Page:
Talk about a plan, 1–day, 30–day. In my first year and a half in this business, I was 23 when I started. You can come out of the gate and see great results right away or you can come out of the gate, have no results. That was me. My first check was $1.49, 5% of $30, and then it went to $49.77, I could be off by a few dollars, then $400 something, $200, $400, $700 something, and back to $400, back to $200, back down to zero. I got a few things going and then disappeared. I was eight months into the business with essentially no check. I knew there were other people who I didn’t think were any better than me or any more skilled than me. They were starting to make something. Keep in mind, this is 1980. $1 is different than it is now. There were a couple of people in the company making $3,000, $4,000, $5,000 a month. I said, “If they can do that, what I need to do is find out what it is they’re doing and duplicate it.” These people were not some fancy talking. One was a teacher, one was something else.Believe in your product and believe in your company. But most importantly, believe in yourself. Click To Tweet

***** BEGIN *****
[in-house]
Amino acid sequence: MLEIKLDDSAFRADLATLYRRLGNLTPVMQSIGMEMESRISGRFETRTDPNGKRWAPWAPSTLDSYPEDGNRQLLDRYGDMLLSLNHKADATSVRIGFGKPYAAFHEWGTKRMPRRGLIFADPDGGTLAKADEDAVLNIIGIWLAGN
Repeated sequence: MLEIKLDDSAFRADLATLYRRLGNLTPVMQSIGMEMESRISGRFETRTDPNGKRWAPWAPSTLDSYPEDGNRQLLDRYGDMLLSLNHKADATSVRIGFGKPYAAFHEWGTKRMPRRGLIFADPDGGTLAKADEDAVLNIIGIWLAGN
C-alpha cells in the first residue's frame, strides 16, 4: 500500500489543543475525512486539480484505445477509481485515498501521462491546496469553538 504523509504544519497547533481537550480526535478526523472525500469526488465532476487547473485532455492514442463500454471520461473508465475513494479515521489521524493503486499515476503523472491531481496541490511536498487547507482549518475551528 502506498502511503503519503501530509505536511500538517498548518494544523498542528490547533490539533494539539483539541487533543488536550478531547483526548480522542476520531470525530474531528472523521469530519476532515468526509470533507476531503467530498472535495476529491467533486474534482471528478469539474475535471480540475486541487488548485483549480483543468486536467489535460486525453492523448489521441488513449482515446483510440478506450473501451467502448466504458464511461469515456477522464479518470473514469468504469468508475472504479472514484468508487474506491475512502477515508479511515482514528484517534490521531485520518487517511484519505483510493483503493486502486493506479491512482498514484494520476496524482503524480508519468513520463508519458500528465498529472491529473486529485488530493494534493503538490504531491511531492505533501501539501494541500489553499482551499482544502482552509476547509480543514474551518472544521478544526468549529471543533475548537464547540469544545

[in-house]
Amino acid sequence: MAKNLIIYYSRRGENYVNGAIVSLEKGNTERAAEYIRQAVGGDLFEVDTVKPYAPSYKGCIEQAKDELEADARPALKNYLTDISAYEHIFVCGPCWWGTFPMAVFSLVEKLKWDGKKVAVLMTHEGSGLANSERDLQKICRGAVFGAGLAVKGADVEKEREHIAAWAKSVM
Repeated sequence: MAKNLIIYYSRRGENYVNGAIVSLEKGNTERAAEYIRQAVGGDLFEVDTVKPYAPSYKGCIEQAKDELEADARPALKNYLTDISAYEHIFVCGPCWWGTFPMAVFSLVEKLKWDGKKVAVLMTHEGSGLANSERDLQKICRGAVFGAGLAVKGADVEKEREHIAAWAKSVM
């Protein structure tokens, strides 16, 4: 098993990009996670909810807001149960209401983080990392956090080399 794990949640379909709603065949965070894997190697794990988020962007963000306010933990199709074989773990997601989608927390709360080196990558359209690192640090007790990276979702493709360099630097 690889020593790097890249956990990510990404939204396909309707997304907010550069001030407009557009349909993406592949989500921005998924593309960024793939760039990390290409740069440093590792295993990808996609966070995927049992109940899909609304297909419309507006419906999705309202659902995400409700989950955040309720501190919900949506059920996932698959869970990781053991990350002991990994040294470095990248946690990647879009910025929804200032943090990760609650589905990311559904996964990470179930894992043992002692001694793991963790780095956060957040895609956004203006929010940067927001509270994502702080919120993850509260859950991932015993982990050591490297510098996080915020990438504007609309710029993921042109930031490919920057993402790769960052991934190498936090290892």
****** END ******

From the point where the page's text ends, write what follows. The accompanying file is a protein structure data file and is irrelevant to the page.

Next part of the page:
What I did was I went and found mentors. I looked around my company for people who were doing well, and I attached myself to them. I don’t mean I move in with them, but I would ask them questions. I would find out what they were doing. Throughout the history of network marketing, the techniques of how we do business have always changed. In the ‘80s, it was a lot of newspaper ads. Nobody knows newspaper ads now. Now it’s much more internet-based. Other times it was different things, but the concepts are the same. What I needed to find out once I liked this type of business, which I did, the idea of leverage and the idea of ongoing income was exciting to me. I needed to find out what techniques were working there in my particular company with my products and my business.